The global food price crisis has only just begun
And when the cost of living increases and people have less purchasing power, the economy slows down. Last week’s data showed stagnant retail sales growth. The UK’s post-pandemic recovery has definitely lost its rebound.
Yet when it comes to serious economic fallout, it strikes me that what matters more in this Russian-Ukrainian conflict than the impact on energy prices is the impact on the food prices.
The Western political and media class has yet to fully understand the critical importance of Russia, Ukraine (and Russia’s ally Belarus) in global agricultural supply chains. Global food prices jumped nearly 13% in March alone, according to the UN Food and Agriculture Organization’s price index, largely due to the impact of this conflict.
Russia and Ukraine are major producers of wheat, barley and other crops, millions of tonnes of which are exported through Ukraine. Typically, around a third of global grain exports are shipped from Black Sea ports, exports that have virtually collapsed.
If the right political agreements are reached, fuel supplies can be increased quite quickly. Embargoed energy from Russia (or Iran) can be released into world markets, or the Saudis can turn on the tap, driving prices into the stratosphere.
Yet crops have to be planted and animals raised over time – and this Russian-Ukrainian conflict spoils that. Not only is planting in Ukraine itself severely disrupted, but as this war and related sanctions drive up fertilizer prices, it also affects planting much further afield.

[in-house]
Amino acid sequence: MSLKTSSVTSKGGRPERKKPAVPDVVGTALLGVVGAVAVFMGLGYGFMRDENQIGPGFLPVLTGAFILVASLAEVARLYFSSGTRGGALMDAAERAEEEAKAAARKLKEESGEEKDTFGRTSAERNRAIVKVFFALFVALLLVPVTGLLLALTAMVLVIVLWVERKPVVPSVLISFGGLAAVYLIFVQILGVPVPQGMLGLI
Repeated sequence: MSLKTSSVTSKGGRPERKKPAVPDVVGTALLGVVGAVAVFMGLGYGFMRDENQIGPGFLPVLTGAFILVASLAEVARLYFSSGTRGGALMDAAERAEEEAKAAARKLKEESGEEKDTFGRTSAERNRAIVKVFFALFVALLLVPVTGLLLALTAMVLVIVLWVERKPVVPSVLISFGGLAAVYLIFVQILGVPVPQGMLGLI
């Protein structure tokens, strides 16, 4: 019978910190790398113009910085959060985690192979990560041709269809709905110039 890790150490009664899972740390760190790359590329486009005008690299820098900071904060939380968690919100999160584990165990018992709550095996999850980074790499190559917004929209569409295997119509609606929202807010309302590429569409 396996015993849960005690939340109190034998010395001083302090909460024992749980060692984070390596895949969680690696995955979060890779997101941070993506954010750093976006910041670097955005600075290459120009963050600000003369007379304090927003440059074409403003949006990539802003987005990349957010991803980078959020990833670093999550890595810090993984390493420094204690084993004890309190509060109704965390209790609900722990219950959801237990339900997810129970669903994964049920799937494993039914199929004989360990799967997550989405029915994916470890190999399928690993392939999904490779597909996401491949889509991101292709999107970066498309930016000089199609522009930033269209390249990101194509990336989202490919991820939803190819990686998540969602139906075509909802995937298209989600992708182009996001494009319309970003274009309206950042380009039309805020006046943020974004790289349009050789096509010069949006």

Russia, Ukraine and Belarus account for about two-fifths of global potash exports and alone export nearly one-third of nitrogen and phosphorus-based fertilizers. Almost all of these exports are now blocked either by sanctions or disputes – one of the reasons why UK farmers are paying up to five times more for fertilizer than at this time last year .
So, with food security in the UK front and center, UK farmers – hit by both soaring fuel prices and fertiliser, their two biggest costs – are now planting less, not more. Rising commodity prices, again linked to soaring wheat and grain prices, meanwhile lead to soaring prices not only for bread, but also for eggs and milk.
That said, the most serious economic fallout from this Russian-Ukrainian conflict, outside of Ukraine itself, will be felt beyond the West.
The world continues, to a large extent, to eat the crops harvested in 2021. We will soon move on to foods produced this year. But exorbitant fertilizer prices mean there are now far fewer plantings, accumulating a serious calorie deficit.
Already in Egypt, increased state aid needed to make traditional flatbread affordable to the poor is straining the Cairo government’s budget. In Turkey, cash-strapped shoppers are forming long queues to buy cheap government-issued bread, now unaffordable on the open market.
The Arab Spring – the series of protests and armed rebellions that swept across North Africa and the Middle East in the early 2010s – was sparked and fueled in large part by soaring food prices. These regions are heavily dependent on huge shipments of crops, especially from Russia and Ukraine.